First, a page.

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Red ginseng helps slow aging, boost energy after menopause
Ginseng is an amazing healing herb that’s been used in traditional medicine for centuries.
A cup of ginseng tea in the morning can wake you up better than a cup of coffee.
And, unlike coffee, ginseng (in tea or supplement form) is an anti-viral and anti-inflammatory that stops our stress response cycle, including the immune response that follows stress.
The benefits of this are many, including boosting memory and brain function and preventing cancer.
Ginseng also improves overall metabolic health, making things like heart disease and diabetes far less of a threat.
A recent study points to the ability of one variety, Korean red ginseng, to actually slow down the aging process at the cellular level.
Red ginseng supports mitochondria, slows down aging
Just a few months ago, a group of Korean researchers concluded a study where the subjects were postmenopausal women, ages 46 through 69.
Post-menopausal women are particularly vulnerable to oxidative stress and physical aging, because of their reduced estrogen levels.
The study assessed three factors related to biological aging:
- Total antioxidant status (TAS)
- Health of mitochondrial DNA (mutations in this DNA have been associated with aging).
- Severity of fatigue – each woman was rated on a fatigue severity scale (FSS)
The women in the study were divided randomly into two groups. The experimental group took a tablet containing 2g of Korean red ginseng (KRG), every day for eight weeks, while the control group received a placebo.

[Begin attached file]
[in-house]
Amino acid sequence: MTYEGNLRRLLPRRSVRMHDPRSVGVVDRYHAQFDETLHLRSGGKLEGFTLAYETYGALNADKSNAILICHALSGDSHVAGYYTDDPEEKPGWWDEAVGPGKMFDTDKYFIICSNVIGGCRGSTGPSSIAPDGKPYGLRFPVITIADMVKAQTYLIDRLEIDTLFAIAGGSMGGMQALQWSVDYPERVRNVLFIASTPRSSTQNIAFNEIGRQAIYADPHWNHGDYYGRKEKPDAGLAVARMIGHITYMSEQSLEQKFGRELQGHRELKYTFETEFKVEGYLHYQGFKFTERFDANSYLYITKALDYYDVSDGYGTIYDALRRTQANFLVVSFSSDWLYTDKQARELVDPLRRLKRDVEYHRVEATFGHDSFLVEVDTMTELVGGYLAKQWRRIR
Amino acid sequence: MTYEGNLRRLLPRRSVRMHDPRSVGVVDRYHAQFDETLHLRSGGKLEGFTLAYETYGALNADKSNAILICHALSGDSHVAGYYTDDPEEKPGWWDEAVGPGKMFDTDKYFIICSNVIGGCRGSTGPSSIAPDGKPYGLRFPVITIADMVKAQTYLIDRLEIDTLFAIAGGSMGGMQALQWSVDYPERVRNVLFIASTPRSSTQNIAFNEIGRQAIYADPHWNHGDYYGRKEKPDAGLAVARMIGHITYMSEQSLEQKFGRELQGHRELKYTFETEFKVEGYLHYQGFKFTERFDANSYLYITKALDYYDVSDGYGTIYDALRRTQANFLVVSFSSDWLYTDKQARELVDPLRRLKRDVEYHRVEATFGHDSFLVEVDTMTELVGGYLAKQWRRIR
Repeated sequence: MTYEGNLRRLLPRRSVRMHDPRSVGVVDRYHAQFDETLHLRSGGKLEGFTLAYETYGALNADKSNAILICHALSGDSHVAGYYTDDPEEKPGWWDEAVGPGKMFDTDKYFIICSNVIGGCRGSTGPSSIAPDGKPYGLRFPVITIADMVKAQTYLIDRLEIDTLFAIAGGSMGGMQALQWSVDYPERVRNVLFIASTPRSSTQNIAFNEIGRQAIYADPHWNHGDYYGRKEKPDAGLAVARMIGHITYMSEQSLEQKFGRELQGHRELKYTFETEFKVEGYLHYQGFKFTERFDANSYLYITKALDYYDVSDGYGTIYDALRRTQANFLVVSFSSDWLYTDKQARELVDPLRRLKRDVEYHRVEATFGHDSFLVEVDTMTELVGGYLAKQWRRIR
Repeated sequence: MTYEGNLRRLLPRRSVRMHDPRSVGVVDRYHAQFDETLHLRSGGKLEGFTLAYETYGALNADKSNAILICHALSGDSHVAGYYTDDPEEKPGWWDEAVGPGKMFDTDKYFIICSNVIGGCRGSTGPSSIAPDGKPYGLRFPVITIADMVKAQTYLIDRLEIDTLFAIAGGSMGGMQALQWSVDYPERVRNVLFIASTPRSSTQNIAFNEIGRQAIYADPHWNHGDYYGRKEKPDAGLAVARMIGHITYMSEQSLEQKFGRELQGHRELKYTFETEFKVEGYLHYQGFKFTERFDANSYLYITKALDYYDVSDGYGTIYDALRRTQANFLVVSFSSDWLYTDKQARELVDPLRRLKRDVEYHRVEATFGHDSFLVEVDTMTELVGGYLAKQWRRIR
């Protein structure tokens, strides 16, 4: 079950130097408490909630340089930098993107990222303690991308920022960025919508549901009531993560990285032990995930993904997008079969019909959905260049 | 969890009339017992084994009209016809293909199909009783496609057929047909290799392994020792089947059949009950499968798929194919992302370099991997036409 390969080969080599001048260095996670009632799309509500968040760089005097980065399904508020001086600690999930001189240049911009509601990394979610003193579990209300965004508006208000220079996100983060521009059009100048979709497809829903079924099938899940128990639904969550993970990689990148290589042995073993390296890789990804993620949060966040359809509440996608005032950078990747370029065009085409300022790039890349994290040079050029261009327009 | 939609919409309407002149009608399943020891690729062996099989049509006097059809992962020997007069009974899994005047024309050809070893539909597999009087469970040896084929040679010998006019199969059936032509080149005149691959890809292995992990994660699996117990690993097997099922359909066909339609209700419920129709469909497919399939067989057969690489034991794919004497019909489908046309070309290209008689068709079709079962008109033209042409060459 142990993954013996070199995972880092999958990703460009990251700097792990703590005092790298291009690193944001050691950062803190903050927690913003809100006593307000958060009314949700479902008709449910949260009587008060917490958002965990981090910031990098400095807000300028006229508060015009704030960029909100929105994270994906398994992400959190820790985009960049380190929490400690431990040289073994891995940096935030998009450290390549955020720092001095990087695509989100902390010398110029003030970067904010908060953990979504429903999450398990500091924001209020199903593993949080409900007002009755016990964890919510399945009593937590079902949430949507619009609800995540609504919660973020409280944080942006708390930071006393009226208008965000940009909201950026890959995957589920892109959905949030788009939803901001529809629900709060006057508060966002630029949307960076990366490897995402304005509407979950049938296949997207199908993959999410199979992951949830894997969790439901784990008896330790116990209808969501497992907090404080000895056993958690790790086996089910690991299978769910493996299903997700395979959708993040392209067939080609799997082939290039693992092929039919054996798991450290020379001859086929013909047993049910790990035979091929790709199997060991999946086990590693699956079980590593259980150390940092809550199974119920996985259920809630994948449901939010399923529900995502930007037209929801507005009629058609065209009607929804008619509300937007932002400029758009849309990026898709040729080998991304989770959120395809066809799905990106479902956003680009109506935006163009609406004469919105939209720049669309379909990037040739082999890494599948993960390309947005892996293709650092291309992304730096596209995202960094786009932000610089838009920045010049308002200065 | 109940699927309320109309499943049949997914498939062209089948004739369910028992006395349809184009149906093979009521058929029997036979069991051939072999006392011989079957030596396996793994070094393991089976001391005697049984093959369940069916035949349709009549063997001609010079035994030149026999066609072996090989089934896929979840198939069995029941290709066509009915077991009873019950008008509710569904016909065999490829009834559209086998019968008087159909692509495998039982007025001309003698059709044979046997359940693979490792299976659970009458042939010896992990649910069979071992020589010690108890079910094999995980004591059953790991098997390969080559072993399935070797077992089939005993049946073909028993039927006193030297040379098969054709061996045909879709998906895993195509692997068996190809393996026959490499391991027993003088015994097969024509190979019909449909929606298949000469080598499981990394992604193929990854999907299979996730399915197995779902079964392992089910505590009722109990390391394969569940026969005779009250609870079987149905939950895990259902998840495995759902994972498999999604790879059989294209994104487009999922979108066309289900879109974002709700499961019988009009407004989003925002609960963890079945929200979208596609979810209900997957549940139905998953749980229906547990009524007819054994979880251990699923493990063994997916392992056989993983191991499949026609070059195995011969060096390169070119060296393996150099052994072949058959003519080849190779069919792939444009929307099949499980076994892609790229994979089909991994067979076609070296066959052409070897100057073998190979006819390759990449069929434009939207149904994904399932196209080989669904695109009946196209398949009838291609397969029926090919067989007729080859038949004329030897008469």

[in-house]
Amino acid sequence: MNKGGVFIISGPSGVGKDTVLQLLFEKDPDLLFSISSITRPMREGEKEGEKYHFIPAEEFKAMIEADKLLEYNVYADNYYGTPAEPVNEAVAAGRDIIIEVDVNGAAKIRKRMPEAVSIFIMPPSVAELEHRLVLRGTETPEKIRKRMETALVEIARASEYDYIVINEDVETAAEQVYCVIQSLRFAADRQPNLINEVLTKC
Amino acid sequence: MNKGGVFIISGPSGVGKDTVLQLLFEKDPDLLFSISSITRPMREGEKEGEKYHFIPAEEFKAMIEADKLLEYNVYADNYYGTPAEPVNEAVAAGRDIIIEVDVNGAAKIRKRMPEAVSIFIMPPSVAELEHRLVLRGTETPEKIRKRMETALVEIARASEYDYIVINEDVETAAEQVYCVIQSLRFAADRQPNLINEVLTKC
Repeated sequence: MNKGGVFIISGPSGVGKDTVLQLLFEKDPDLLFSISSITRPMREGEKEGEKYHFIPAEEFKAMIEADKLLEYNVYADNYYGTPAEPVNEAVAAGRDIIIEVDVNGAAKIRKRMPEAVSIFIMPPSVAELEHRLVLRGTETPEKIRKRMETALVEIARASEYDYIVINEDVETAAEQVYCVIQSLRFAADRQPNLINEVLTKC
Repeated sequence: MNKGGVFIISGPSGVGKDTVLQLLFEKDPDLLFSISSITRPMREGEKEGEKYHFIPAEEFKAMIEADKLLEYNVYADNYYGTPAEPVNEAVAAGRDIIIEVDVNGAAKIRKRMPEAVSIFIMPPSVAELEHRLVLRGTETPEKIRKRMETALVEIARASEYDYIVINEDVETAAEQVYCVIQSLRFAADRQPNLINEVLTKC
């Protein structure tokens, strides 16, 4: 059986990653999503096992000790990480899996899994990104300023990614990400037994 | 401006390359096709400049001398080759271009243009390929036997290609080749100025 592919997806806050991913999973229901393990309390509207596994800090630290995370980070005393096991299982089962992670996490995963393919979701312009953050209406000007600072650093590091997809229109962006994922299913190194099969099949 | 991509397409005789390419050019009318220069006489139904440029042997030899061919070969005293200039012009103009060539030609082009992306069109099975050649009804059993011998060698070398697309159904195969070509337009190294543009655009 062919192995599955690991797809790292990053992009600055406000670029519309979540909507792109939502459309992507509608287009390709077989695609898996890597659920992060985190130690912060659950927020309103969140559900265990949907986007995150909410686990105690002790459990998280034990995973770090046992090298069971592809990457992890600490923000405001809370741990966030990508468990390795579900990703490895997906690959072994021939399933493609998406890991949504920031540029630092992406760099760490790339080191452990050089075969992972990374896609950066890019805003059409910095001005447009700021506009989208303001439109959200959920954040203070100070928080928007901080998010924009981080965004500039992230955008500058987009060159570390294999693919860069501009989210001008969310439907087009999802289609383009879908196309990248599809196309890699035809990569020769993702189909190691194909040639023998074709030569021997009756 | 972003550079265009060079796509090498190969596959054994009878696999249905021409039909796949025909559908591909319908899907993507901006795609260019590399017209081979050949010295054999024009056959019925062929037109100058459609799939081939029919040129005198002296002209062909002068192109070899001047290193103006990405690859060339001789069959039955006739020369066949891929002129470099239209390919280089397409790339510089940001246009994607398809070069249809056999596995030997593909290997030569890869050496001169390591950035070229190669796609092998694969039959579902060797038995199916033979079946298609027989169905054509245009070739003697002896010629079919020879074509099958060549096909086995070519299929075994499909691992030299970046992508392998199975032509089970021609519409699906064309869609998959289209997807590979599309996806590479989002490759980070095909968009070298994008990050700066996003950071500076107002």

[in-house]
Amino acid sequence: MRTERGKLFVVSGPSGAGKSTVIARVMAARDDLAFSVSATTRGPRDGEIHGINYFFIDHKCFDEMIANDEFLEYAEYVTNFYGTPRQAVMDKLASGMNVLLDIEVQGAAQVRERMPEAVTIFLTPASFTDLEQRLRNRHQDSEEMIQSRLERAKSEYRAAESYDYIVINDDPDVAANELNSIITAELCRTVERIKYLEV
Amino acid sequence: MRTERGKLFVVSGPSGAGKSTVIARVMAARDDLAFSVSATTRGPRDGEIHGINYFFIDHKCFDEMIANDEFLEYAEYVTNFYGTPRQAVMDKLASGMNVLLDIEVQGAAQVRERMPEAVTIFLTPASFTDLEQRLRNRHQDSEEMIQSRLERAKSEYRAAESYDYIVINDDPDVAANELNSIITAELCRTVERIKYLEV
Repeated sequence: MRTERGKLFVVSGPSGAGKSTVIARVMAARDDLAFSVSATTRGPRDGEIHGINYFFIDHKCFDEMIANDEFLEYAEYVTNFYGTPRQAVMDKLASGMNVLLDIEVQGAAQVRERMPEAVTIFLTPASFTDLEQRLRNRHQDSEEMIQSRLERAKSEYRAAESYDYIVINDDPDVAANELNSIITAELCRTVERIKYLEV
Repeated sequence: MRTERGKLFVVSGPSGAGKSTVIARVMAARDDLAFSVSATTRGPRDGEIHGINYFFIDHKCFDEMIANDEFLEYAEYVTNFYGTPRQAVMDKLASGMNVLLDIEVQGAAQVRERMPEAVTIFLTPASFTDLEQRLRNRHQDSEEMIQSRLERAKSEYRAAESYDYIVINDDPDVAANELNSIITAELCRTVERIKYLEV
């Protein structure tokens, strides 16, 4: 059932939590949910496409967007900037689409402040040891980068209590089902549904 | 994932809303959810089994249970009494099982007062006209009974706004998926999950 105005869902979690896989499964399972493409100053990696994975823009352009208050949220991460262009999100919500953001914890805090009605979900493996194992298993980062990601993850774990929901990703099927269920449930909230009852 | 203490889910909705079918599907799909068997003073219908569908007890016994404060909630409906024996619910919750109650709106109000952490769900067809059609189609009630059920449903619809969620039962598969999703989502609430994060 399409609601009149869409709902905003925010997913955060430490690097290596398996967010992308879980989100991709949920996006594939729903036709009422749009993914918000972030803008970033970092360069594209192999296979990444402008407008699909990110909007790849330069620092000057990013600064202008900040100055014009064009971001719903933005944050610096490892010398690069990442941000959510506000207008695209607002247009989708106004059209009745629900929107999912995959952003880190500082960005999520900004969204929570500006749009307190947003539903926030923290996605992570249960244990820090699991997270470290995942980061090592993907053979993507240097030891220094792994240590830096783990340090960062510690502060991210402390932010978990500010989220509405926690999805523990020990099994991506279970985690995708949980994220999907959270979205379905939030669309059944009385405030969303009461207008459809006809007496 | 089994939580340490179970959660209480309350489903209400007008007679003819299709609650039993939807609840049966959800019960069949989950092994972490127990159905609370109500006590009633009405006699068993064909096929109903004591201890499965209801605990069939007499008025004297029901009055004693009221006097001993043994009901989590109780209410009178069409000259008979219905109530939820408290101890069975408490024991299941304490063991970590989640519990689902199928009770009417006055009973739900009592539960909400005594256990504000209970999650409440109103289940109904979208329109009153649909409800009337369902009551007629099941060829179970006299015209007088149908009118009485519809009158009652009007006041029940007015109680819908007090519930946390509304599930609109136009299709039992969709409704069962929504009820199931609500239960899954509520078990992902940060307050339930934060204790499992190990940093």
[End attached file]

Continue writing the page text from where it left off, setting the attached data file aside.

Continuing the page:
Korean red ginseng (KRG) is Korean white ginseng that has been steamed and dried, resulting in an increased concentration of beneficial compounds known as ginsenosides.
After eight weeks, three main effects were evident in the experimental group:
- A statistically significant increase in the mitochondrial DNA copy number (an accepted measure of biological aging)
- A statistically significant increase in total antioxidant status
- A statistically significant decrease in reported fatigue symptom
In other words, taking just 2g of red ginseng per day for eight weeks moved the needle toward healthier aging and increased longevity.
Things to know about ginseng
Red ginseng does more than slow down aging. It’s been found to block a protein that causes the spread of lung cancer. It also can fend off infection by the influenza A virus.
Ginseng is an adaptogenic herb, which means it helps the body adapt to almost any adverse situation, and by doing this it also stops chronic inflammation in its tracks, helping with everything from memory and brain function to metabolic health.
Ginseng is available as supplements, extracts or tea.
Just be aware that ginseng is potent and can interact with some medications, particularly blood thinners, antidepressants, antipsychotics, morphine and some diabetic medications. If that’s the case, you don’t have to miss out on energizing your mitochondria…
Another option is pyrroloquinoline quinone (PQQ), a powerful antioxidant that’s considered a “longevity” nutrient because it lowers the risk of age-related disease by improving the function of the mitochondria. In fact, PQQ may do more than improve the function of mitochondria — it may actually replenish mitochondria, which begin to dwindle in number as we age.
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The Effects of Korean Red Ginseng on Biological Aging — Natural Health Research Institute
The Effects of Korean Red Ginseng on Biological Aging and Antioxidant Capacity in Post-Menopausal Women: a Double-Blind Randomized Controlled Study — Nutrients
Immunomodulatory activity of red ginseng against influenza A virus infection — Nutrients